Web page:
Moving beyond big data to smart data
William Plummer on the “closed loop of data.”
The growth of the consumer Internet has left many companies awash in analytics data. In this O’Reilly Podcast episode, I talk with William Plummer, chief strategy officer at TalkingData, about how to make sense of it.
Plummer’s key message is that companies need to embrace what he calls “smart data.” Smart data is an evolution of the “big data” idea that enterprises have been pursuing for about a decade now. Plummer links smart data to the two developments that have transformed the practice of data science over the last couple of decades: the arrival of nearly universal connectivity and the advent of the consumer internet.
Enterprises have rushed to collect the resulting data and use it for analytics. Smart data, says Plummer, is “the marriage between massive data sets and data processing advancements and tools in both machine learning and artificial intelligence.”
Plummer points to an analogy from Andrew Ng, the Baidu chief scientist and Stanford machine learning researcher: artificial intelligence is a rocket; data is the fuel, and the algorithm is the engine. In order to launch, you need both. Ng has said that the growth of available data outpaced the development of algorithms and deployment of computing resources for a while, but that the algorithms are now catching up. “When we say ‘smart,’ what we really mean is ‘more useful,’” Plummer says.
So, how might a company embrace smart data? Plummer lists two critical attributes of “smart enterprises.” They systematically plan for and execute data collection, and they are “data-aware”—that is, they believe that data will actually be actionable. “Beautiful dashboards are great, but we try to deliver something that’s a step further,” says Plummer.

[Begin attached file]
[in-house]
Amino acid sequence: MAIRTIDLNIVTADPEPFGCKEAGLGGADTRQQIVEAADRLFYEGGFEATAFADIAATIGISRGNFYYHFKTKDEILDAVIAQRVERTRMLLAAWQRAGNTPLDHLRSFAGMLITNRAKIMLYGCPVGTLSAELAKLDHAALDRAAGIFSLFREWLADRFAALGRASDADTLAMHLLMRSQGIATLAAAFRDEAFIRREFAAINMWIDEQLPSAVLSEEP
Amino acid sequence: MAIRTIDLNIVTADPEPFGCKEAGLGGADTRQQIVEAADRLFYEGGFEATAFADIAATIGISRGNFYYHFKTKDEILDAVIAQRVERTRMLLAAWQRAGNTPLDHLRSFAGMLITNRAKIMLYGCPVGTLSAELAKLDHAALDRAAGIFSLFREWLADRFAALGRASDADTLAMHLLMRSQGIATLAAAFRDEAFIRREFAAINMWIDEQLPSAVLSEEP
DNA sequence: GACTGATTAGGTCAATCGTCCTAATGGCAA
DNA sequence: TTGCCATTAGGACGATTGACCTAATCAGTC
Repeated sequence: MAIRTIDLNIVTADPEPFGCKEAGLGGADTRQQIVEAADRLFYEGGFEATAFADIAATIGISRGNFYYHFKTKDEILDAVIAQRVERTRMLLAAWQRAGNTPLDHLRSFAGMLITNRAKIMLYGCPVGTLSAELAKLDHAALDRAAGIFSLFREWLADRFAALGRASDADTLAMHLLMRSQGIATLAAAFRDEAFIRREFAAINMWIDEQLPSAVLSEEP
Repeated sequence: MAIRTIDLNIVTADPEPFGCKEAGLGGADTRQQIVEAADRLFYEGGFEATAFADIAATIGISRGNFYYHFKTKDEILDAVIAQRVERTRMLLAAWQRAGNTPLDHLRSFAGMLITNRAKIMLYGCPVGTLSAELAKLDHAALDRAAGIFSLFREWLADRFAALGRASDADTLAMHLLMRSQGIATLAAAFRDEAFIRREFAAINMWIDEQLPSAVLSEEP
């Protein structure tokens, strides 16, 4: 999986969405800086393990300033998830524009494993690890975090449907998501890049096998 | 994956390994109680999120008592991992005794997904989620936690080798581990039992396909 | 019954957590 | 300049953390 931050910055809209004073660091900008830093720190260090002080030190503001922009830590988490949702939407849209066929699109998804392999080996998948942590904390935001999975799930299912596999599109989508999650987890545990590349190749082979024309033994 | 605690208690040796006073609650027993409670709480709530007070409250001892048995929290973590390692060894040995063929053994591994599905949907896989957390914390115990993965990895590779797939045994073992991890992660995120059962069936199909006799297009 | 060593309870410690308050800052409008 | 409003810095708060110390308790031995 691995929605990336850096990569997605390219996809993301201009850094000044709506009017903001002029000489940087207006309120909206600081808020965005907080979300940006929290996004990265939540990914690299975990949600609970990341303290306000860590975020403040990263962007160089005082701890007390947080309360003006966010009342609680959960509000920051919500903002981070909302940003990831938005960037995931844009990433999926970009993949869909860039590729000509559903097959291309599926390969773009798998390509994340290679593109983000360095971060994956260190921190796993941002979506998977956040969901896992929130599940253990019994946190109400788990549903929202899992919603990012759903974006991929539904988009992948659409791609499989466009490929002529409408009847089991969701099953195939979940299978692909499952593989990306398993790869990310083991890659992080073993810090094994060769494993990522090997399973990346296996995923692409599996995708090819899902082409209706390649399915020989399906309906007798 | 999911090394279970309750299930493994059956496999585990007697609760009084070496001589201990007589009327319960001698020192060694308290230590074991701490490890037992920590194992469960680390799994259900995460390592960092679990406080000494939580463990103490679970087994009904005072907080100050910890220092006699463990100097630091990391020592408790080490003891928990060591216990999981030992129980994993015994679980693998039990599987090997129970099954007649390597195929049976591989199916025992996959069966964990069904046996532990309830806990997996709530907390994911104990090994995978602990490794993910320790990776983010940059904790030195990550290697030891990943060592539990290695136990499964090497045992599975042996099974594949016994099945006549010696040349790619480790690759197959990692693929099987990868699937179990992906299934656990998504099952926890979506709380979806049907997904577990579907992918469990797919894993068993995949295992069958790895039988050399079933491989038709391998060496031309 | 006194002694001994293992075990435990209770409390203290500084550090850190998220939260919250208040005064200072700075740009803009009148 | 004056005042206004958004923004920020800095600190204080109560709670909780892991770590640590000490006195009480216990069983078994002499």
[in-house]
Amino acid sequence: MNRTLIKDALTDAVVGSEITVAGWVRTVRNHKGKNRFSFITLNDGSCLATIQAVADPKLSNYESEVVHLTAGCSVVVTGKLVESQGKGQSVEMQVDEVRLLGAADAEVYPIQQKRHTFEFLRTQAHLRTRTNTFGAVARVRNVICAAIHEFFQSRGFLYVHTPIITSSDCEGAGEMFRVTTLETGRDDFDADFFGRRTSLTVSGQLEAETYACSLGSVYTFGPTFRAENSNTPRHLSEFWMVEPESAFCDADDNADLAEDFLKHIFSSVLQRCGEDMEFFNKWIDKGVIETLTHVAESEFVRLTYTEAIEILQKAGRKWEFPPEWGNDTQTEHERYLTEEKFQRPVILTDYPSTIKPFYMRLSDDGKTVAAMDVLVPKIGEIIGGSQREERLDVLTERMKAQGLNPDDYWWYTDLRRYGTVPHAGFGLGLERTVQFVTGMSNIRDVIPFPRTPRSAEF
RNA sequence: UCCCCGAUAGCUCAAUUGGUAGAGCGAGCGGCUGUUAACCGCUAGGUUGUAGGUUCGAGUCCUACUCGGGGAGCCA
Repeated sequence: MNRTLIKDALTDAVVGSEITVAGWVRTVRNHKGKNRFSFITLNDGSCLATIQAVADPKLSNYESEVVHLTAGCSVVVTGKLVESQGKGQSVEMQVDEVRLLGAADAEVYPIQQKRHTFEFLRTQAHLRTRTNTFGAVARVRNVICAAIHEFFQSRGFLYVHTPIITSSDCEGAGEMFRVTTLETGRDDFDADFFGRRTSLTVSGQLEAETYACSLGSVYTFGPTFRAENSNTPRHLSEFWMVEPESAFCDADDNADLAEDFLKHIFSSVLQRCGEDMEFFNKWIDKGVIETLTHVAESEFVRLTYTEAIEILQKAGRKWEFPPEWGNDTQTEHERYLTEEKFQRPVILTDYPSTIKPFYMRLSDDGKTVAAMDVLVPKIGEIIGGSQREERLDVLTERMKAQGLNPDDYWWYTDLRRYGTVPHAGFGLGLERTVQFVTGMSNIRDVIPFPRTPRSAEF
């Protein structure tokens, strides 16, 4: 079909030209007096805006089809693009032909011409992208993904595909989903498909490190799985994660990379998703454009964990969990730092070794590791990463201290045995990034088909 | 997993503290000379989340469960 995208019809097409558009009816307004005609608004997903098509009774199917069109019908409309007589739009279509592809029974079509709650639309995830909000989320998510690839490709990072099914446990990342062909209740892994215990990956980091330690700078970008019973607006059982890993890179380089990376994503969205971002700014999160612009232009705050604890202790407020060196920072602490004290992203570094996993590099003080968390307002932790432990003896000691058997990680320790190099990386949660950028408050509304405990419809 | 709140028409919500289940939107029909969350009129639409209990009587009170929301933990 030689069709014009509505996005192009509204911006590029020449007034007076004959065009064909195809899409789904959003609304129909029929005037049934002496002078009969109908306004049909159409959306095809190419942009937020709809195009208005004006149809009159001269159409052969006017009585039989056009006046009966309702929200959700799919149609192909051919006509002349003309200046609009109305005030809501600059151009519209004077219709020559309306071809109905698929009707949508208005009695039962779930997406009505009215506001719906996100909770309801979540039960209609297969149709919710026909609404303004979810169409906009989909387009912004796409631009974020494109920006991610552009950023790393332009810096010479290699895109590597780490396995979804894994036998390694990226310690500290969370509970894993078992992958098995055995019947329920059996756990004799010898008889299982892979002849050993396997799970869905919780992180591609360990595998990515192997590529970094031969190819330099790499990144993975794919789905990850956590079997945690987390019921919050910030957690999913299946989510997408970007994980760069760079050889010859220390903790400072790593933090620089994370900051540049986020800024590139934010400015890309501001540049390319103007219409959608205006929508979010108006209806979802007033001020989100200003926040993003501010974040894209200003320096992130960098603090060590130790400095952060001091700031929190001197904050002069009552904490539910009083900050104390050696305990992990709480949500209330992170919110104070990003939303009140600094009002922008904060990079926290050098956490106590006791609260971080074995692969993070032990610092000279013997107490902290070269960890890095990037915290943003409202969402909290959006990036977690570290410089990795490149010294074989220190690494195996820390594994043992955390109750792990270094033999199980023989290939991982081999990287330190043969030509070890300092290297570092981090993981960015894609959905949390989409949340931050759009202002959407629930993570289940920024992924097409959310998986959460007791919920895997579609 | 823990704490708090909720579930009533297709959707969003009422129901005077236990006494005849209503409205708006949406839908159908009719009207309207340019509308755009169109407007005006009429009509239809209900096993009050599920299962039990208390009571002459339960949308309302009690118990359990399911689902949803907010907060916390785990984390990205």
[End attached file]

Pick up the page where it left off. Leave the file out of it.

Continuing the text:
Smart enterprises also embrace what Plummer calls “the closed loop of data,” a practice that carefully tunes not only data collection and analytics systems, but also the way that companies act on the insights they draw from data. There are four steps to the loop: data acquisition, preparation, and enrichment; analytics; deployment in a specific use case; and, finally, assessment. The last step is essential; smart enterprises use it to improve their operations. “If you think of [these steps] as a loop, rather than a straight-line output, you really get the benefit of multiple iterations,” says Plummer.
Also in this episode: some insight into the state of data science in China. Plummer is based in Beijing, and he describes the “difference in capabilities” between enterprises in China and enterprises in the United States. “In China, companies are using the latest tools in their big-data strategy,” says Plummer, but never invested in the data-warehousing tools that American companies built out over the last decade.
This post and podcast is a collaboration between O’Reilly and TalkingData. See our statement of editorial independence.